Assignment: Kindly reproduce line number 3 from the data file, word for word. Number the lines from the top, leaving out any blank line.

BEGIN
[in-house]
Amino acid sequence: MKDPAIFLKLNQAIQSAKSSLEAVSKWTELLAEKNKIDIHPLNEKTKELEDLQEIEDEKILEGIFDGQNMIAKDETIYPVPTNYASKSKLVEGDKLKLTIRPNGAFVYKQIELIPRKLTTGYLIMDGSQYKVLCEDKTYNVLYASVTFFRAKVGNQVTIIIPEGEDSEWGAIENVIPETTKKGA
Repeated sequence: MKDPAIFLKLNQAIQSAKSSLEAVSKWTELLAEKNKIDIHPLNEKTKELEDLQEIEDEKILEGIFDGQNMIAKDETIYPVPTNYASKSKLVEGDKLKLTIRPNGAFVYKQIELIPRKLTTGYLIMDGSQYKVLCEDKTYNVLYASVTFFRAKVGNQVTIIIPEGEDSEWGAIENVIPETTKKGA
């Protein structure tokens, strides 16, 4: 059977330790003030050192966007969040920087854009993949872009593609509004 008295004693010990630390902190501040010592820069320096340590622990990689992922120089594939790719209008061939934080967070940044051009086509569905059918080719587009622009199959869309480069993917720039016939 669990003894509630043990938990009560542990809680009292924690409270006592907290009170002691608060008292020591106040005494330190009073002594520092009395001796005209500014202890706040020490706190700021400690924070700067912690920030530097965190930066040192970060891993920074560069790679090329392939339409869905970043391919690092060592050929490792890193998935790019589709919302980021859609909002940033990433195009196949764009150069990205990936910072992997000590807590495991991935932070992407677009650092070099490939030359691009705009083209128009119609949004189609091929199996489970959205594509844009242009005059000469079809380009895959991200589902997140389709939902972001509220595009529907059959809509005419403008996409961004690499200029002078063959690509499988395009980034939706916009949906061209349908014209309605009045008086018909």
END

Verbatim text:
Repeated sequence: MKDPAIFLKLNQAIQSAKSSLEAVSKWTELLAEKNKIDIHPLNEKTKELEDLQEIEDEKILEGIFDGQNMIAKDETIYPVPTNYASKSKLVEGDKLKLTIRPNGAFVYKQIELIPRKLTTGYLIMDGSQYKVLCEDKTYNVLYASVTFFRAKVGNQVTIIIPEGEDSEWGAIENVIPETTKKGA